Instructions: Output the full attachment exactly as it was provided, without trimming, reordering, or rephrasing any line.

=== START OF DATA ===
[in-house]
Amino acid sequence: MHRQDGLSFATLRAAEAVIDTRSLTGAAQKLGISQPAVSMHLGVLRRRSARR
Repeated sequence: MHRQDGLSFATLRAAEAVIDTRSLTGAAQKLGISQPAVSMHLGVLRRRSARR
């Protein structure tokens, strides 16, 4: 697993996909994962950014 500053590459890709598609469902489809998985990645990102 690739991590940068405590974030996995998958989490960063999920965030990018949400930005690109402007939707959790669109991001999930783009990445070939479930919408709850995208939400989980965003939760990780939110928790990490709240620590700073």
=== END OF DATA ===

[in-house]
Amino acid sequence: MHRQDGLSFATLRAAEAVIDTRSLTGAAQKLGISQPAVSMHLGVLRRRSARR
Repeated sequence: MHRQDGLSFATLRAAEAVIDTRSLTGAAQKLGISQPAVSMHLGVLRRRSARR
């Protein structure tokens, strides 16, 4: 697993996909994962950014 500053590459890709598609469902489809998985990645990102 690739991590940068405590974030996995998958989490960063999920965030990018949400930005690109402007939707959790669109991001999930783009990445070939479930919408709850995208939400989980965003939760990780939110928790990490709240620590700073």